Step 3:

So far, we have a locally viable configuration. But, as I said, we want to have datasources as Tomcat JNDI resources in all other environments. We want our application to be unaware of (at least) different proxy DB users and connection strings.

So, let’s define a JNDI datasource in Tomcat! We can do it server wide (put it in server.xml) or context wide (for our application). Our datasource is context wide, with only the basic parameters set (user and password):

<Resource name="jdbc/datasource" auth="Container" 
          type="oracle.jdbc.pool.OracleDataSource" 
          factory="oracle.jdbc.pool.OracleDataSourceFactory" 
          url="DB_URL" user="proxyuser" password="proxypass"/>

Our database configuration gets an additional bean which is populated by JNDI lookup, but only in DEV, UAT, and PROD environments.

@Configuration
@ConfigurationProperties("oracle")
class OracleConfiguration {
    @Autowired
    private ConnectionUsernameProvider contextProvider
    private OracleDataSource dataSourceInternal
    String username
    String password
    String url
    @Bean
    @Profile(["local"])
    OracleDataSource oracleDataSource() throws SQLException {
        dataSourceInternal.user = username
        dataSourceInternal.password = password
        dataSourceInternal.URL = url
        dataSourceInternal.implicitCachingEnabled = true
        dataSourceInternal.fastConnectionFailoverEnabled = true
        return dataSourceInternal
    }
    @Bean
    @Profile(["dev", "uat", "prod"])
    OracleDataSource jndiDataSource() {
        JndiDataSourceLookup dataSourceLookup = new JndiDataSourceLookup()
        dataSourceInternal =
            dataSourceLookup.getDataSource("java:comp/env/jdbc/datasource") as OracleDataSource
        return dataSourceInternal
    }
    @Bean
    @Primary
    DataSource dataSource() throws SQLException {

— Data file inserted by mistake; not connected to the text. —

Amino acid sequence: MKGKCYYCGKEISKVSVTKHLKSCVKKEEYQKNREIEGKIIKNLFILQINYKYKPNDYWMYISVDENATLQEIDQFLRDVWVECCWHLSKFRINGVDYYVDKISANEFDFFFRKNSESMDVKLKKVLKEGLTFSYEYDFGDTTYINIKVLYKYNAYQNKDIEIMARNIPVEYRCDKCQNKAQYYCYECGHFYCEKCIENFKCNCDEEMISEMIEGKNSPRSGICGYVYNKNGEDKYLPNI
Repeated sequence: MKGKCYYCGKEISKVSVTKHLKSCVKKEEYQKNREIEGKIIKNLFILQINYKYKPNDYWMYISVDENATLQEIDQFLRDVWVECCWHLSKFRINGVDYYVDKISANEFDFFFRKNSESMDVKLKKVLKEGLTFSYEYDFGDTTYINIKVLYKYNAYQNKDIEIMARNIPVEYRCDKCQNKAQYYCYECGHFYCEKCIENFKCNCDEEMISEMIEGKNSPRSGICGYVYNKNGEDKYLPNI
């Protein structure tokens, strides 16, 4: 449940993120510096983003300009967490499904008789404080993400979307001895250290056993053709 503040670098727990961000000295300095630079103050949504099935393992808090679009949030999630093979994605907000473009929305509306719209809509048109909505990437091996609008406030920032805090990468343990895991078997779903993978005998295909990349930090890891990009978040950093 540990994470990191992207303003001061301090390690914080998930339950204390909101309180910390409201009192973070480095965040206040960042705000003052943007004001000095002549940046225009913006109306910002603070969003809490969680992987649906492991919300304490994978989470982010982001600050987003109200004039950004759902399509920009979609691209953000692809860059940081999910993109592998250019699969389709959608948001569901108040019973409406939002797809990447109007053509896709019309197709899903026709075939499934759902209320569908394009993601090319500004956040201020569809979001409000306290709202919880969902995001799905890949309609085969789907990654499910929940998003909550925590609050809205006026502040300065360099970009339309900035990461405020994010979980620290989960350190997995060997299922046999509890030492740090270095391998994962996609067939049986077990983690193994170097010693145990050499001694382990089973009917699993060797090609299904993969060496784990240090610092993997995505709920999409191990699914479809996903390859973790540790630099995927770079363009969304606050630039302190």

ProxyDataSource dataSource = new ProxyDataSource(dataSourceInternal, contextProvider)
        return dataSource
    }
}

The configuration and code in the first three steps will be enough if you want to provide a concrete, in this case, logged-in user, to the DB infrastructure with JNDI datasource provisioning in all but local environments. Read on if you need more tinkering with the DB connections (specific connection preparation).

Step 4:

The last thing we wanted to do is get access to the DB connection before it gets used for DB operations. We want to do some specific preparation work. Again, the Spring JDBC docs state that the solution (chapter 8.2.) is to create advice that will be used to prepare the connection. We need to convert the XML based config to JAVA config:

@Aspect
@Component
class OracleConnectionPrepareAdvice {
    @Autowired
    private ConnectionUsernameProvider contextProvider
    @Pointcut("execution(* oracle.jdbc.pool.OracleDataSource.getConnection(..))")
    void prepareConnectionPointcut() {}
    @AfterReturning(pointcut="prepareConnectionPointcut()", returning = "connection")
    void afterPrepareConnection(Connection connection) {
        String prepString =
            String.format("{ call DBMS_SESSION.SET_IDENTIFIER('%s') }", contextProvider.userName)
        CallableStatement cs = connection.prepareCall(prepString)
        cs.execute()
        cs.close()
    }
}

IMHO, this is much more readable than the XML config. In essence, we defined a pointcut at the execution of oracle.jdbc.pool.OracleDataSource.getConnection() method. It is responsible for providing connections from the connection pool. Our advice then uses the pointcut and executes after the oracle.jdbc.pool.OracleDataSource.getConnection() method returns a connection. The only thing we are doing here right now is setting the identifier parameter on our DBMS_SESSION object.

The critical thing to note is that the OracleDataSource MUST be declared a Spring bean for the point cut to work. Spring AOP works only on Spring beans.

I know some details might be missing from this configuration. But these are the important bits we needed to figure out to get this setup to work. I wrote them down as a reference for anybody who has to go proxying and preparing Oracle DB connections.